New technology continues to arrive on our doorsteps virtually every day or so it seems. This new technology continues to change the way in which the law enforcement community and the criminal justice system seek our data, the types of data they are looking for, and how it will be used. While all of this data may have exceptional value to these communities, we must at the same time constantly be very aware of the rights of our citizens.
A New Report
On January 10th, the RAND Corporation published a report on the subject technology and the criminal justice system entitled Future-Proofing Justice. This report delves deeply into the criminal justice system, looking at it from several sides, including law enforcement, civil rights, and academia. The goal of the report was not to look for better ways for law enforcement to work within the world of technology, but rather to look at how these technologies may be used and how rights might be better protected before the situation reaches crisis level.
In the report, Brian Jackson, one of the researchers had this to say, ” One example is the encryption debate about people’s mobile devices, where depending on if you think about a mobile device as sort of the modern person’s diary, then it makes sense that with a warrant police should be able to get access to that,” he explained. “But there is some research that talks about the fact that these devices are gradually sort of taking on roles that are more akin to their mind and their identity. And as these devices become human implantable, even physically, will become part of the person.”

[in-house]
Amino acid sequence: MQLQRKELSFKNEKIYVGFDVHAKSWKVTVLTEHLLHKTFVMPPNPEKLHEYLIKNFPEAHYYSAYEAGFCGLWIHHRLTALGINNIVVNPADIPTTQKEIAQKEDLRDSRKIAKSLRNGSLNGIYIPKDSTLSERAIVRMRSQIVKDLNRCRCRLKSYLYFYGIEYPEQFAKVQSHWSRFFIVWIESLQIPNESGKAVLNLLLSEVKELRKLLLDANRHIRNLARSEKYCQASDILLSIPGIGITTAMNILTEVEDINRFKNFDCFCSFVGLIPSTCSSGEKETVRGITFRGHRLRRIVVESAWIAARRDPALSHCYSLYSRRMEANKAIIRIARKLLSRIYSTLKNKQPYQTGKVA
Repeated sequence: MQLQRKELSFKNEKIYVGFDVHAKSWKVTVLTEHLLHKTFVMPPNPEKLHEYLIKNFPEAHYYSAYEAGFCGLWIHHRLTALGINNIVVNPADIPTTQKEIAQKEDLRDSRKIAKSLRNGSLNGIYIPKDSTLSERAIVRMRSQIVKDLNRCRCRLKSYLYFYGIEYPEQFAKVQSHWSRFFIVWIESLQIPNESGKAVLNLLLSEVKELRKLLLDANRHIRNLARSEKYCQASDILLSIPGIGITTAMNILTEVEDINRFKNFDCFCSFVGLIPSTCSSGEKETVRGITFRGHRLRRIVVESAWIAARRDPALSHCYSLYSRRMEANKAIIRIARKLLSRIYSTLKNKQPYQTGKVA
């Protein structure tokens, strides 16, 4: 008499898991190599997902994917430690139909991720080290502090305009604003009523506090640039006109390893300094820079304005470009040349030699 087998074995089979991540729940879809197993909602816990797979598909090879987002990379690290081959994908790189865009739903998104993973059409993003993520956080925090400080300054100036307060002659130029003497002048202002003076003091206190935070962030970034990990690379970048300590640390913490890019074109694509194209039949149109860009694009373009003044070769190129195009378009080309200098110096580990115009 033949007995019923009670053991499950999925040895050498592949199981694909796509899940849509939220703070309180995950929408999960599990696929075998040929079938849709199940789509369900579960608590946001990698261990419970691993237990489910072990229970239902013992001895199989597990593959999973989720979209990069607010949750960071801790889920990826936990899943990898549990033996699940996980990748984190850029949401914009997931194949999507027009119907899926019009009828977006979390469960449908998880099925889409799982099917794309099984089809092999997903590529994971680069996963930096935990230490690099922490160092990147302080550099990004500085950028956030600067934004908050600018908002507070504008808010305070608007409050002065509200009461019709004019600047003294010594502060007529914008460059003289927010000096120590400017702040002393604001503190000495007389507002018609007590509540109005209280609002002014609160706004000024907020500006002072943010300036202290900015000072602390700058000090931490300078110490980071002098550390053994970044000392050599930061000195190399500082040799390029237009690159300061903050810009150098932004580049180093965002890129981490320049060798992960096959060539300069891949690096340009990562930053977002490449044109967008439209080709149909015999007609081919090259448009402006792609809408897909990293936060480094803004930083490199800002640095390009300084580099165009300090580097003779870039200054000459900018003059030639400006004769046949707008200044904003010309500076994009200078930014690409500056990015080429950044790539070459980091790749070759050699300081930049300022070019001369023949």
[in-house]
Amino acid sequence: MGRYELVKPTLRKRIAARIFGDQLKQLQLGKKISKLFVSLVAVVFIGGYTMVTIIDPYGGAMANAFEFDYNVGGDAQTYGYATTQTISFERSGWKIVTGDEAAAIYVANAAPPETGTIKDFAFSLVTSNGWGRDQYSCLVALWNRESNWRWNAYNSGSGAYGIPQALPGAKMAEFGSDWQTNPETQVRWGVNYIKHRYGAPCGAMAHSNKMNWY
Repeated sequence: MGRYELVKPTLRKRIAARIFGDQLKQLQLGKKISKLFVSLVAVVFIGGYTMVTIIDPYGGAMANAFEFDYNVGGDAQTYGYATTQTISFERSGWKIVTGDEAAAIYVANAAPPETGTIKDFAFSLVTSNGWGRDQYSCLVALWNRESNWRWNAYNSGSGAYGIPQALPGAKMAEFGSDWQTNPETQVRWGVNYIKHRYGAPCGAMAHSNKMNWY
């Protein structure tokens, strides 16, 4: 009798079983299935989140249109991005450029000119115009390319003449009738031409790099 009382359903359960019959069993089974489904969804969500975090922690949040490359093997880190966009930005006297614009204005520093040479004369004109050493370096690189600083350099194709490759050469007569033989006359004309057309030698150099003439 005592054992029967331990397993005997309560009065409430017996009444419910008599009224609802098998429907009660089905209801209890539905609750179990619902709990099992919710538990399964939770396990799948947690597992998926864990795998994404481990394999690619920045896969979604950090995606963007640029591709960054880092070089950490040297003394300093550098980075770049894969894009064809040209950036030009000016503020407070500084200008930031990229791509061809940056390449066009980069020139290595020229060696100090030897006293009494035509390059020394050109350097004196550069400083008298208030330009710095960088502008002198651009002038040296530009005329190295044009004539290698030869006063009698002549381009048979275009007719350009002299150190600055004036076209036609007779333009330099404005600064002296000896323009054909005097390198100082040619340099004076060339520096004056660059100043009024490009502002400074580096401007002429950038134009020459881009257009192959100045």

The report takes a much deeper look at whether or not law enforcement should have the right to access a wide range of personal devices. This includes implantable medical devices that can pinpoint your exact location at any moment of the day or night. These devices contain a GPS unit that might make it possible for law enforcement officers to use the data to incriminate you.
The question also surrounds the use and sharing of data between different law enforcement agencies. At the same time, the context of any data collected has to be taken into consideration. For example, if a number of people are logged into the same database as a known gang member, it would be possible for police to mistakenly associate them with the gang.
This could render much of the data collected as virtually useless, yet the information still ends up in the hands of law enforcement, posing a serious risk to those persons’ right to privacy. The hardest part of the entire concept is that we are all becoming far more connected to the Internet of Things via smartphones and other personal assistance devices such as the new Amazon Echo. Does this mean that we as a people are willing to give up a percentage of our privacy simply to be more connected? And does it also mean law enforcement officers have a right to make use of any information they collect with impunity? These questions are only now being seriously taken into consideration with many new rules and laws likely to be passed in the coming years.